‘You go up first, Chipo, and I’ll keep watch down here. Then we’ll change places,’ Chibwe says.

I know he’s trying to protect me. It works for a few nights but I have less and less energy for climbing. One night I fall out of the tree and wake Chibwe who’s asleep on the ground instead of staying on guard. I don’t break any bones or hurt myself much. Luckily I don’t land on Chibwe, though I do give him a terrible fright.

‘I thought you were a leopard,’ he says breathlessly.

We’re too tired to laugh and even too tired to be cross with each other.

‘We need to eat some meat,’ Chibwe says. ‘It will give us energy.’

‘How do we get meat?’ I ask. ‘If we set a trap then we have to keep coming back to it instead of looking for the river.’

‘Perhaps we’ll find more eggs on the way,’ Chibwe says, remembering that a few day ago we found a crested guineafowl nest and ate all its eggs raw.

‘They’re probably better for us if they’re turning into chicks,’ Chibwe adds. ‘More protein.’

We do find some. They don’t begin to fill my empty tummy but I feel a little less tired. We eat fruit if we can reach them easily. Climbing trees feels as if we add miles onto our journey. We collect some worms, a few grasshoppers, and a couple of cicadas. It’s not worth cooking them so we let them dry and then eat them one by one as we walk. I’m beginning to stumble more often.

We find ourselves under a Rain Tree. Its leaves are covered with holes made by tiny insects who live in bubbles of froth. The insects rain down pure sap sucked from the tree and leave puddles of clear water that we can drink from on the ground.

‘Should we stay here Chibwe?’ I ask. ‘At least we won’t be thirsty.’

‘We won’t find Makemba if we stay here,’ Chibwe answers. ‘One day the insects in the tree will fly away and no more rain will fall from the leaves.’

We’re too tired to worry about wild animals. When we bump into some wild pigs, Chibwe shouts at them and they run away. They’re all females and have no piglets with them, otherwise they might have chased us. They leave behind some roots they’ve dug up and we decide we can risk chewing them. We also find some chanterelle mushrooms nearby that taste delicious. Water is our biggest problem. We chew the few stems of grass we find for a bit of moisture and lick the dew off leaves. One night it rains but it’s hard to collect falling rain in a water bottle. Luckily, we were asleep on a bed of thick moss on the night it rained and we squeeze some water out of the moss and into our bottle.

‘It’s not enough,’ Chibwe says. ‘We must find a stream.’

Chibwe’s eyes look dull and his skin is greyish but that might be because my eyes don’t work so well.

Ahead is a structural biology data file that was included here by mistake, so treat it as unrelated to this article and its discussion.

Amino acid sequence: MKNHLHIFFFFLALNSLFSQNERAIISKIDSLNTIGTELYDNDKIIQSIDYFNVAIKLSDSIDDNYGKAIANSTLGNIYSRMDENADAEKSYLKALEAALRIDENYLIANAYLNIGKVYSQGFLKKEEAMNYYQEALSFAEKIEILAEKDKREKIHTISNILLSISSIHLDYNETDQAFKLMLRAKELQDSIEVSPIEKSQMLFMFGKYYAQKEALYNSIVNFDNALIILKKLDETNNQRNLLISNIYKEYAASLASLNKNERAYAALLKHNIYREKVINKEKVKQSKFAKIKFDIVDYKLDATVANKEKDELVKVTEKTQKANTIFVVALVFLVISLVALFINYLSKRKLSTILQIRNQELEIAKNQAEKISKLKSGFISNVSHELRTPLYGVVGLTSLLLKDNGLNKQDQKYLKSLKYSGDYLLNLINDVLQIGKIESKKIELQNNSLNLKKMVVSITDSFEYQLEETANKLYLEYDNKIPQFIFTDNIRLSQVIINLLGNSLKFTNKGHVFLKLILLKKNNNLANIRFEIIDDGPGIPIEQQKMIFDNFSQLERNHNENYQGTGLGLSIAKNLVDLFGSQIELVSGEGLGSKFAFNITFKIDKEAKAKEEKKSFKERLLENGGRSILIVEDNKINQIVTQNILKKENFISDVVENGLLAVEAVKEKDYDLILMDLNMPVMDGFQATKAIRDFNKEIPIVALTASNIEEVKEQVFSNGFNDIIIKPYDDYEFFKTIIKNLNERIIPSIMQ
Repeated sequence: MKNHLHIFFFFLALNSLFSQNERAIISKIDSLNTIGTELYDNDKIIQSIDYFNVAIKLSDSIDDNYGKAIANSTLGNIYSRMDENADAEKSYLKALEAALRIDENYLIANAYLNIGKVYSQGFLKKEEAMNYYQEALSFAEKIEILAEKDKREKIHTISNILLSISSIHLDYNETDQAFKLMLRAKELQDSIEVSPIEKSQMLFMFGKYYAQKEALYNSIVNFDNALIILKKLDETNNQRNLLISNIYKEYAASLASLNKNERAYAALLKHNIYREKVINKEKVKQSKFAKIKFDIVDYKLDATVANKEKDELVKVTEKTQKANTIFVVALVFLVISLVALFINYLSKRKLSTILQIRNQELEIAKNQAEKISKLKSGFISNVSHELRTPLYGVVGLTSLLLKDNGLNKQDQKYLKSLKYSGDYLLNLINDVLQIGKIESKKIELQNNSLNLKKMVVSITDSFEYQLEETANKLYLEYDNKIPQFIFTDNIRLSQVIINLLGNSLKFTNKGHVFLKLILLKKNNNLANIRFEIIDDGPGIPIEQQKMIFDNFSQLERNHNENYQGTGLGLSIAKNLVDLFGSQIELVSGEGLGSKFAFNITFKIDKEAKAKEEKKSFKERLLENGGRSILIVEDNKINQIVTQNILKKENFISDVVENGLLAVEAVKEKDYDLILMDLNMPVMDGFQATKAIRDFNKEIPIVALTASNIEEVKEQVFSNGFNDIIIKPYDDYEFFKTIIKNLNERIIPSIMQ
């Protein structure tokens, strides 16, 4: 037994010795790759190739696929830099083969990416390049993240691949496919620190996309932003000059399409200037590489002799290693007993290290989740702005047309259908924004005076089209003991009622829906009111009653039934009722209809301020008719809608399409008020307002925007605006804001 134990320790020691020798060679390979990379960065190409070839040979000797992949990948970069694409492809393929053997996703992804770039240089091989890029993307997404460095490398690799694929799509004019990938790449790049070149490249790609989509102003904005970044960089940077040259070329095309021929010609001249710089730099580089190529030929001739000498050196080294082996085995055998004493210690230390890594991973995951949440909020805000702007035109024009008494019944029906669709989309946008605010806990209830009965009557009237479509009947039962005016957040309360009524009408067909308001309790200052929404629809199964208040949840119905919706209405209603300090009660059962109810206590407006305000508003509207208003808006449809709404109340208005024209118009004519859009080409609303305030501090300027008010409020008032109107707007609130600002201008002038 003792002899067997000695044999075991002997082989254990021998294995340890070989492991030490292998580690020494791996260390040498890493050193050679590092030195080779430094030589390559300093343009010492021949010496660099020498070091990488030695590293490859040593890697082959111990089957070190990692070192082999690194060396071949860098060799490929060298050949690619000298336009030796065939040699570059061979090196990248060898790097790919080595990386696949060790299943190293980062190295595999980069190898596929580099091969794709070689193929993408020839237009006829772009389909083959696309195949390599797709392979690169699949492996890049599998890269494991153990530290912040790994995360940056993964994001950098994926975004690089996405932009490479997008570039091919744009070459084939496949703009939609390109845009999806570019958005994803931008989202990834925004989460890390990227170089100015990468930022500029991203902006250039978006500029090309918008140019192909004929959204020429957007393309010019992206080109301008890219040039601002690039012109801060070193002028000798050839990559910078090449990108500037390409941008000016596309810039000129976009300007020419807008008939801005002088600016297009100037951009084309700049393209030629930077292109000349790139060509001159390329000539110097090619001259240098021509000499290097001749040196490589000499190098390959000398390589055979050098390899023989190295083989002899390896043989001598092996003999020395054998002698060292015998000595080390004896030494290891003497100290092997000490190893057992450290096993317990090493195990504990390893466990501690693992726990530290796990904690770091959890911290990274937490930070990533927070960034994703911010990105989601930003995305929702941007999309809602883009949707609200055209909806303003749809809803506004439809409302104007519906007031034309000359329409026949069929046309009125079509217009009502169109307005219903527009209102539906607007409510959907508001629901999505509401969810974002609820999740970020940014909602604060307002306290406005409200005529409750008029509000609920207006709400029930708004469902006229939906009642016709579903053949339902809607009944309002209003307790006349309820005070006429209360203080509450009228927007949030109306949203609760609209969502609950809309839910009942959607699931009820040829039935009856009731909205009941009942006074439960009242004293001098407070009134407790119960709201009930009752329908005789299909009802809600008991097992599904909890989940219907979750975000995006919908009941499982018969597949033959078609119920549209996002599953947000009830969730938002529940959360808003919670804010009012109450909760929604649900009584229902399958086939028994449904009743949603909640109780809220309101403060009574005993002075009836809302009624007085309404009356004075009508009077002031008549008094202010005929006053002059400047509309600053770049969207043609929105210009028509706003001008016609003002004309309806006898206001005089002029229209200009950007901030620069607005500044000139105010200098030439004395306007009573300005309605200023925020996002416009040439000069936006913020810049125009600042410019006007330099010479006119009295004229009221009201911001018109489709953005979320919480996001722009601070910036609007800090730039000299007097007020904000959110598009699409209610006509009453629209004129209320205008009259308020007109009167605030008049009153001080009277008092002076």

‘Do you remember when we left home?’ I ask Chibwe. ‘When are we going back?’

‘Home?’ Chibwe says. ‘It’s so long ago. Why did we leave home?’

‘There’s something we’re supposed to be doing because of home -isn’t there?’ I say.

‘We’ve got to find water,’ Chibwe says. ‘We must keep going on.’

‘Chipo needs rest, Chibwe,’ I say. ‘Chipo needs sleep.’ If I don’t say my name, I won’t even remember who I am.

‘Okay,’ says Chibwe. His head is on his arms and his arms are wrapped around his knees and he is slipping over onto his side.

‘Okay,’ I say, and I crawl close to him and sleep too.

I think we will sleep for ever.”

For the rest of the story – buy the book!

Dust and Rain is published by Gadsden Publishers in Lusaka Zambia and is available on Amazon. When we buy from Amazon let’s remember the huge importance of the Amazon River.

3 Comments on “Four children alone in the Amazon Rain forest”

  1. Tia Azulay

    So lovely to see an excerpt from your book here, Ruth! It reminds me of how much I enjoyed the adventure of Dust and Rain when I read it.

    Of course, it’s sobering to think that the “adventure” of the four children who survived in the jungle after the plane crash was a life-and-death real event, not an imaginary story. But I think the comparison is suitable because, while the children and the events of your story may be fictional, its themes are the real life-and-death struggle with climate change that is now the true story of all humanity.

    The child Greta Thunberg and all the climate activists before her, as well as those she has inspired, have been urging us for years to understand that, although the time frame is longer than one month, human life is genuinely at risk if we don’t respond. The evidence is now in the news all the time, and yet many people, including especially political leaders, still find it hard to own this story, acting as though it’s not our problem (or other problems are far more urgent) until the fire, flood or drought come right to our door.

    Dust and Rain, with its themes of awareness, self-education, hope and determination, packaged in a wonder-filled story for children, is an important tool for engaging and motivating more people to do more.

    1. Ruth Hartley

      Dear Tia,
      Yes you are right – Dust and Rain is fiction and the real experience of the four children in the Amazon jungle is curiously unimaginable and I did hestitate to use it to draw attention to my book. I feel that these children have given us a valuable lesson in how to survive with nature if we learn from it and we do need to understand nature to survive climate change for all the world’s children.